Coffee is widely known for magically increasing focus and energy, but that’s not the case for all. Here are 7 types of people who do not drink coffee.
Coffee is a popular drink made from the roasted beans of Coffea fruits (Coffea arabica, Coffea canephora). It contains caffeine and chlorogenic acid.
The caffeine in coffee works by stimulating the central nervous system (CNS), heart, and muscles. Chlorogenic acid might affect blood vessels and how the body handles blood sugar and metabolism.
People most commonly drink coffee to increase mental alertness. Coffee is also used for diabetes, cancer, heart disease, high blood pressure, dementia, and many other conditions, but there is no good scientific evidence to support most of these uses.
Don’t confuse coffee with other caffeine sources, such as green coffee, black tea, and green tea. These are not the same.
How does it work?
Likely Effective for
Mental alertness. Drinking caffeinated coffee throughout the day seems to increase alertness and thinking skills. Caffeine can also improve alertness after sleep deprivation. Even one cup of caffeinated coffee can reduce fatigue and increase alertness.
Possibly Effective for
Diabetes. People who drink more coffee seem to have a lower risk of developing type 2 diabetes. The risk lowers more with each cup that’s consumed. People with type 2 diabetes who drink more coffee might also have a slightly lower risk of dying.
Heart failure. Drinking caffeinated coffee seems to reduce the long-term risk of heart failure in people who do not have heart disease.
Death from any cause. Drinking coffee every day is linked to a slightly lower risk of dying from any cause or from heart disease. It’s unclear if drinking coffee is linked with a lower risk of death from cancer.
Parkinson disease. Drinking caffeinated coffee seems to reduce the risk of developing Parkinson disease. The risk lowers more with each cup that’s consumed in males, but not in females. Coffee doesn’t seem to help prevent Parkinson disease in people who smoke cigarettes.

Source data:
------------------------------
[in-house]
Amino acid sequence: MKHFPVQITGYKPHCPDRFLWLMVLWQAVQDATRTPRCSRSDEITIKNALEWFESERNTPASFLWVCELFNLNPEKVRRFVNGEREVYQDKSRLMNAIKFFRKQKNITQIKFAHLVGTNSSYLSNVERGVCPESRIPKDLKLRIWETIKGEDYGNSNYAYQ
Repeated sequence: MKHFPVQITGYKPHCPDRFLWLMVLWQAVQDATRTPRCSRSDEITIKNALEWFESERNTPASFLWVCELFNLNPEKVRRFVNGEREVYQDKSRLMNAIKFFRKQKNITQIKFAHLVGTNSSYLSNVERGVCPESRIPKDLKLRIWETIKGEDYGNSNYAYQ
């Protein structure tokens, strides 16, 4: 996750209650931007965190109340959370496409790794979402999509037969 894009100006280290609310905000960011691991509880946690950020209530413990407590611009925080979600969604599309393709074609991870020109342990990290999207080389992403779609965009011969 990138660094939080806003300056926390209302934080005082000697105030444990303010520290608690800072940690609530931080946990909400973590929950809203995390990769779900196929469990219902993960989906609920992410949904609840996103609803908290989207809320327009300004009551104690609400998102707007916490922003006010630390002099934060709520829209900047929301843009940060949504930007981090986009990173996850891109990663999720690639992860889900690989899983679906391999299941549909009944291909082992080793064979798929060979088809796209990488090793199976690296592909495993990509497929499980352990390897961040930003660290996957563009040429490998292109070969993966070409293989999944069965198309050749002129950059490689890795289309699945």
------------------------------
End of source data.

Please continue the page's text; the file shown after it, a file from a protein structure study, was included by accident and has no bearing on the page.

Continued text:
Impaired movement of food through the intestines after surgery. Drinking coffee might speed up the first stool and a person’s ability to eat solid food after certain gut surgeries.
But for certain people, coffee may actually have more negative side effects than positive ones. We asked nutritionists about the people that should skip drinking coffee for better health, and here’s what they said.
1. People with IBS
“Caffeine can increase bowel regularity, including increasing the chances of diarrhea (a major symptom of irritable bowel syndrome, or IBS),” says Angel Planells, MS, RDN, Seattle-based registered dietitian nutritionist, and former president of the Washington State Academy of Nutrition and Dietetics and Greater Seattle Dietetic Association. “So if you have IBS, it is encouraged to limit/avoid caffeinated beverages.”
2. People with glaucoma
“Intraocular pressure increased for those with glaucoma when consuming coffee [according to a recent study], so it’s encouraged to limit/avoid intake, but more research is warranted,” says Planells.
3. People with heart conditions, like arrhythmias
“As the caffeine from coffee can cause temporary increases in blood pressure and heart rate, it’s important for anyone with pre-existing heart conditions to talk with their healthcare provider about if/how much coffee is safe to consume,” says Kelli McGrane MS, RD, registered dietitian and Lose It! nutrition consultant.
4. People who are pregnant
“The American College of Obstetrics and Gynecology recommends pregnant women limit caffeine to 200 milligrams (about what is found in two cups of coffee) daily in order to minimize the risk of miscarriage, premature labor, and low birth weight,” says Sue Heikkinen, MS, RD, registered dietitian for MyNetDiary. “However, a 2020 review published in the British Journal of Medicine concluded there is no safe level of caffeine intake during pregnancy. Pregnant women should discuss their caffeine intake with their doctor.”
5. People who are breastfeeding
“As caffeine is a stimulant and diuretic, the concern is that a breastfeeding mother may be at risk for dehydration,” says Planells. “The American Pregnancy Association suggests avoiding caffeine as much as possible during pregnancy and breastfeeding.”
6. People with sleep disorders
“It is understandable to reach for a cup of coffee (or more) after a poor night’s sleep, yet your coffee habit may perpetuate a cycle of poor sleep and fatigue,” says Heikkinen. “Even if you don’t think your afternoon coffee affects your sleep, it could indeed affect sleep quality. Avoid caffeine at least six hours before bedtime, as recommended by the Sleep Foundation.
7. People with diarrhea
“Some people swear by their morning cup of coffee to ‘get their bowels moving,’ but this effect is not desirable if you are struggling with diarrhea,” says Heikkinen. “Decaf coffee may be less problematic, although hot liquids, in general, tend to stimulate the bowels.”